Donor derived cell free DNA% is elevated with pathogens that are risk factors for acute and chronic lung allograft injury

Katrina Bazemore, Michael Rohly, Nitipong Permpalung, Kai Yu, Irina Timofte, A. Whitney Brown, Jonathan Orens, Aldo Iacono, Steven D. Nathan, Robin K. Avery, Hannah Valantine, Sean Agbor-Enoh, Pali D. Shah

Research output: Contribution to journalArticlepeer-review

8 Scopus citations


Background: Acute and chronic forms of lung allograft injury are associated with specific respiratory pathogens. Donor-derived cell free DNA (ddcfDNA) has been shown to be elevated with acute lung allograft injury and predictive of long-term outcomes. We examined the %ddcfDNA values at times of microbial isolation from bronchoalveolar lavage (BAL). Methods: Two hundred and six BAL samples from 51 Lung Transplant Recipients (LTRs) with concurrently available plasma %ddcfDNA were analyzed along with microbiology and histopathology. Microbial species were grouped into bacterial, fungal, and viral and “higher risk” and “lower risk” cohorts based on historical association with downstream allograft dysfunction. Analyses were performed to determine pathogen category association with %ddcfDNA, independent of inter-subject variability. Results: Presence of microbial isolates in BAL was not associated with elevated %ddcfDNA compared to samples without isolates. However, “higher risk” bacterial and viral microbes showed greater %ddcfDNA values than lower risk species (1.19% vs. 0.65%, p < 0.01), independent of inter-subject variability. Histopathologic abnormalities concurrent with pathogen isolation were associated with higher %ddcfDNA compared to isolation episodes with normal histopathology (medians 1.23% and 0.66%, p = 0.05). Assessments showed no evidence of correlation between histopathology or bronchoscopy indication and presence of higher risk vs. lower risk pathogens. Conclusion: %ddcfDNA is higher among cases of microbial isolation with concurrent abnormal histopathology and with isolation of higher risk pathogens known to increase risk of allograft dysfunction. Future studies should assess if %ddcfDNA can be used to stratify pathogens for risk of CLAD and identify pathogen associated injury prior to histopathology.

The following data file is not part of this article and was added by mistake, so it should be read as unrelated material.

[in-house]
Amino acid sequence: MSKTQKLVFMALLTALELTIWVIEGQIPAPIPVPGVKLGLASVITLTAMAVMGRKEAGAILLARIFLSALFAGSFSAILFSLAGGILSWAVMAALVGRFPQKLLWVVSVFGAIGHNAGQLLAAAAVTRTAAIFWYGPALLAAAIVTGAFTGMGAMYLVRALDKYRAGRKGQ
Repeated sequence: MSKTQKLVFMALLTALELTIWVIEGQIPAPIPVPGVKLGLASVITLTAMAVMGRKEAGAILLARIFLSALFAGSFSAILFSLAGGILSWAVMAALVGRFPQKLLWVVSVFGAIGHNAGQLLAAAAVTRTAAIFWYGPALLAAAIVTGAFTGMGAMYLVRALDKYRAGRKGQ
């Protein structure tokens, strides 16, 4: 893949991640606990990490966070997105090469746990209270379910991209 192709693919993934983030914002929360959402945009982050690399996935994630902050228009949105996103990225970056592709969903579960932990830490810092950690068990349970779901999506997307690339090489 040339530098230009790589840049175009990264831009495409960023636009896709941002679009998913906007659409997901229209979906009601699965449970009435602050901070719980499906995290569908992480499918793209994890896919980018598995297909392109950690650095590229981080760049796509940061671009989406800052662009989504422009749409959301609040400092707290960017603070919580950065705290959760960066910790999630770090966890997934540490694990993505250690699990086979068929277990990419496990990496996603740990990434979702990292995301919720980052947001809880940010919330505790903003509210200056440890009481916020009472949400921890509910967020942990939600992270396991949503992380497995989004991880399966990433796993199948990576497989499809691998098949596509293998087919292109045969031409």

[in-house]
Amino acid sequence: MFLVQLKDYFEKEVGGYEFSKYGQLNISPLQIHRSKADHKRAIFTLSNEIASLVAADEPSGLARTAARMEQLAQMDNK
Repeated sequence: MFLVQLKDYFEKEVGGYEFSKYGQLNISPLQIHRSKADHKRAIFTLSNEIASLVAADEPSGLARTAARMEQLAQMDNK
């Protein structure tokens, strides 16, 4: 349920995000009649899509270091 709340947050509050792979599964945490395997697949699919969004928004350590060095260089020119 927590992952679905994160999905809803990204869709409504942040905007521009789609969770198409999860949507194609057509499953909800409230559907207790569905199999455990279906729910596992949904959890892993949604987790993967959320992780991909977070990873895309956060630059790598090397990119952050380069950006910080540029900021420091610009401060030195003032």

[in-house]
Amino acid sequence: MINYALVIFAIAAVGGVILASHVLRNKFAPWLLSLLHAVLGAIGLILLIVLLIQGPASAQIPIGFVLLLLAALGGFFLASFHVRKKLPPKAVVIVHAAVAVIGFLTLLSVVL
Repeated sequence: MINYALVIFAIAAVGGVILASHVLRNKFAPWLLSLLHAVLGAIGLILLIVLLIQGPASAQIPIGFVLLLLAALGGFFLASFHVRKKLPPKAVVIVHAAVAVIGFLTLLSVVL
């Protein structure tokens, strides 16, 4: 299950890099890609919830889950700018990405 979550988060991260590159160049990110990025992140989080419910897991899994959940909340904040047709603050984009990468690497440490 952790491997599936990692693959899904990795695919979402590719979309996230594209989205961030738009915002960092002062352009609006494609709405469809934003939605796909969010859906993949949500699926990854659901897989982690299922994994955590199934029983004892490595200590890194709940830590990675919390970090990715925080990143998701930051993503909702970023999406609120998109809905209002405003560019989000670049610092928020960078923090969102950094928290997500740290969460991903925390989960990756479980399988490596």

Original languageEnglish (US)
Pages (from-to)1454-1462
Number of pages9
JournalJournal of Heart and Lung Transplantation
Issue number11
StatePublished - Nov 2021
Externally publishedYes


  • cfDNA
  • chronic lung allograft dysfunction
  • lung transplantation
  • transplant infection

ASJC Scopus subject areas

  • Surgery
  • Pulmonary and Respiratory Medicine
  • Cardiology and Cardiovascular Medicine
  • Transplantation


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